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Catalysts 2018, 8(2), 87; https://doi.org/10.3390/catal8020087

Article
The H2-Treated TiO2 Supported Pt Catalysts Prepared by Strong Electrostatic Adsorption for Liquid-Phase Selective Hydrogenation
1
Center of Excellence on Catalysis and Catalytic Reaction Engineering, Department of Chemical Engineering, Faculty of Engineering, Chulalongkorn University, Bangkok 10330, Thailand
2
Department of Chemical Engineering, Faculty of Engineering and Industrial Technology, Silpakorn University, Nakorn Pathom 73000, Thailand
3
Division of Applied Chemistry, Faculty of Engineering, Hokkaido University, Sapporo 060-8628, Japan
*
Author to whom correspondence should be addressed.
Received: 15 January 2018 / Accepted: 6 February 2018 / Published: 22 February 2018

Abstract

:
The H2-treated TiO2 supported Pt catalysts were prepared by strong electrostatic adsorption method and tested in the liquid-phase selective hydrogenation of various organic compounds such as 3-nitrostyrene to vinylaniline (VA) and furfural to furfuryl alcohol (FA). A combination of high Pt dispersion, strong interaction of Pt-TiOx, and the presence of low coordination Pt sites was necessary for high hydrogenation activity. However, while the selectivity of VA in 3-nitrostyrene hydrogenation did not depend much on the catalyst preparation method used, the selectivity of FA in furfural hydrogenation was much higher when the catalysts were prepared by SEA, comparing to those obtained by impregnation in which the solvent product was formed, due probably to the non-acidic conditions used during Pt loading by SEA method.
Keywords:
Pt/TiO2; nitrostyrene hydrogenation; sol-gel TiO2; strong electrostatic adsorption

1. Introduction

Many intermediates for the production of herbicides, pesticides, cosmetics, pharmaceuticals, vitamins, food flavors, and many commercially important organic fine chemicals are synthesized via selective hydrogenation under liquid-phase conditions. The heterogeneous catalysts is valuable for organic transformations in highly selective reaction improvement based on green sustainable chemistry. The selective hydrogenation of nitrostyrene (NS) to vinylaniline (VA) is challenging because NS includes two reducible functional groups which could be hydrogenated simultaneously [1,2,3]. Pt-based catalysts are an interesting choice and widely used in the NS hydrogenation due to their high catalytic activity. However, the catalysts can hydrogenate both functional groups, leading to undesired products [2,3,4]. The catalytic performance of Pt-based catalysts in the selective hydrogenation of NS has been improved by changing conditions of pretreatment [5,6], reaction mediums [2,5], catalyst supports [2], and the addition of modifiers [7]. Recent studies from our group showed that Pt/TiO2 [1] and Pt-Co/TiO2 [3] catalysts prepared by the single-step flame spray pyrolysis method exhibited superior performance in the NS hydrogenation with high VA selectivity.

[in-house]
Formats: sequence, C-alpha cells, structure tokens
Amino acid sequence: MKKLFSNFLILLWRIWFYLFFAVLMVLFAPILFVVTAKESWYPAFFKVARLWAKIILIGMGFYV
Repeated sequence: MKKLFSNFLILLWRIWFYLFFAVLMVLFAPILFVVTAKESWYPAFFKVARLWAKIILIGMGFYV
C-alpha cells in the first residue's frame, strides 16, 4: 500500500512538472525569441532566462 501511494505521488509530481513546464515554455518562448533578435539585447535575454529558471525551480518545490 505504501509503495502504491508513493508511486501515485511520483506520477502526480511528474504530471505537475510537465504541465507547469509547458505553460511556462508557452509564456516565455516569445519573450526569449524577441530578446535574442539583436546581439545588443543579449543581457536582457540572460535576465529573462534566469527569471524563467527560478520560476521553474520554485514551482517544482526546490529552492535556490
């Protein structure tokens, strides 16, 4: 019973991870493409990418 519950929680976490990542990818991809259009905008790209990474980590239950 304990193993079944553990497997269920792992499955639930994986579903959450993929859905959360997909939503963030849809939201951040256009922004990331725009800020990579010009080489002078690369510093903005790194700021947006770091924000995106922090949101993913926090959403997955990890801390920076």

Sol-gel method is an easy route that is widely used for the preparation of nanocrystalline TiO2 at low temperature. The advantages of this method are good homogeneity and efficient control of crystal phases and particle sizes of the TiO2 [8,9,10,11]. The calcination atmosphere of the obtained powder from the sol-gel method affected to the properties of sol-gel derived TiO2 and metal catalysts supported on TiO2. The use of H2- and N2-treated sol–gel derived TiO2 led to the increasing dispersion of Pd metal and improved catalytic performance, compared to the TiO2 calcined in air and O2 in the selective hydrogenation of acetylene [12,13]. Strong electrostatic adsorption (SEA) is one of the wet impregnation, especially slurry can be adjusted to the optimum pH providing the greatest electrostatic interaction between the metal precursor and the support. For the same metal loadings, advantages of the SEA method are the higher metal dispersion than those prepared by other methods [14,15,16].
In this work, the SEA method was employed for preparation of Pt/TiO2 catalysts on the H2 and air-treated sol–gel derived TiO2. The combined SEA and H2-treated TiO2 provided high Pt dispersion and strong Pt-TiO2 interaction which could be beneficial for the selective hydrogenation reactions. The catalysts were tested in the liquid-phase selective hydrogenation of various organic compounds including the hydrogenation of 3-NS to VA and the hydrogenation of furfural to furfuryl alcohol (FA).